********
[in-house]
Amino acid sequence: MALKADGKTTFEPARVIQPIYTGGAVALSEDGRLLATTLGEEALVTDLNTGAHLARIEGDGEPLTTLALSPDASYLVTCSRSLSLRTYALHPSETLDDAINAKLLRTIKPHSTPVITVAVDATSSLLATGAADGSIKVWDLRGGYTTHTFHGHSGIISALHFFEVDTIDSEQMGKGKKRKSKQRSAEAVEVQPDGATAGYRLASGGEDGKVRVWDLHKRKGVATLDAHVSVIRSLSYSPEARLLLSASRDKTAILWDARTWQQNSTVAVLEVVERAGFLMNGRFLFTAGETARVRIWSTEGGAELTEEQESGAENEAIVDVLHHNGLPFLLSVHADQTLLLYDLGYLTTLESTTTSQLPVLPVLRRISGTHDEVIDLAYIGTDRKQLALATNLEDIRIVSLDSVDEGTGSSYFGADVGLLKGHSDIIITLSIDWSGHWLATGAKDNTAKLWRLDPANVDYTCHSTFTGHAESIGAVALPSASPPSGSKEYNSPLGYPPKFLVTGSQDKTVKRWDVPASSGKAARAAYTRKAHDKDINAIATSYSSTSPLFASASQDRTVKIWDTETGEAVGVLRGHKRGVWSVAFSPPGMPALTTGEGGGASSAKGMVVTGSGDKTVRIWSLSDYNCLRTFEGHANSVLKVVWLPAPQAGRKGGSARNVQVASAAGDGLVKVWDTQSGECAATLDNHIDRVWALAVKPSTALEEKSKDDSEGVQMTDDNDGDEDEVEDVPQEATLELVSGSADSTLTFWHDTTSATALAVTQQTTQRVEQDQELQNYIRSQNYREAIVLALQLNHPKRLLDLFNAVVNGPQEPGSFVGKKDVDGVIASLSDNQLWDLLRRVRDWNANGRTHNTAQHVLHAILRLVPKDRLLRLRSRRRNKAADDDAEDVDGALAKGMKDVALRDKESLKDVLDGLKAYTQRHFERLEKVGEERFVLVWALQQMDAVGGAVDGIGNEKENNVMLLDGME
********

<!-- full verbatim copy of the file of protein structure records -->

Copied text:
[in-house]
Amino acid sequence: MALKADGKTTFEPARVIQPIYTGGAVALSEDGRLLATTLGEEALVTDLNTGAHLARIEGDGEPLTTLALSPDASYLVTCSRSLSLRTYALHPSETLDDAINAKLLRTIKPHSTPVITVAVDATSSLLATGAADGSIKVWDLRGGYTTHTFHGHSGIISALHFFEVDTIDSEQMGKGKKRKSKQRSAEAVEVQPDGATAGYRLASGGEDGKVRVWDLHKRKGVATLDAHVSVIRSLSYSPEARLLLSASRDKTAILWDARTWQQNSTVAVLEVVERAGFLMNGRFLFTAGETARVRIWSTEGGAELTEEQESGAENEAIVDVLHHNGLPFLLSVHADQTLLLYDLGYLTTLESTTTSQLPVLPVLRRISGTHDEVIDLAYIGTDRKQLALATNLEDIRIVSLDSVDEGTGSSYFGADVGLLKGHSDIIITLSIDWSGHWLATGAKDNTAKLWRLDPANVDYTCHSTFTGHAESIGAVALPSASPPSGSKEYNSPLGYPPKFLVTGSQDKTVKRWDVPASSGKAARAAYTRKAHDKDINAIATSYSSTSPLFASASQDRTVKIWDTETGEAVGVLRGHKRGVWSVAFSPPGMPALTTGEGGGASSAKGMVVTGSGDKTVRIWSLSDYNCLRTFEGHANSVLKVVWLPAPQAGRKGGSARNVQVASAAGDGLVKVWDTQSGECAATLDNHIDRVWALAVKPSTALEEKSKDDSEGVQMTDDNDGDEDEVEDVPQEATLELVSGSADSTLTFWHDTTSATALAVTQQTTQRVEQDQELQNYIRSQNYREAIVLALQLNHPKRLLDLFNAVVNGPQEPGSFVGKKDVDGVIASLSDNQLWDLLRRVRDWNANGRTHNTAQHVLHAILRLVPKDRLLRLRSRRRNKAADDDAEDVDGALAKGMKDVALRDKESLKDVLDGLKAYTQRHFERLEKVGEERFVLVWALQQMDAVGGAVDGIGNEKENNVMLLDGME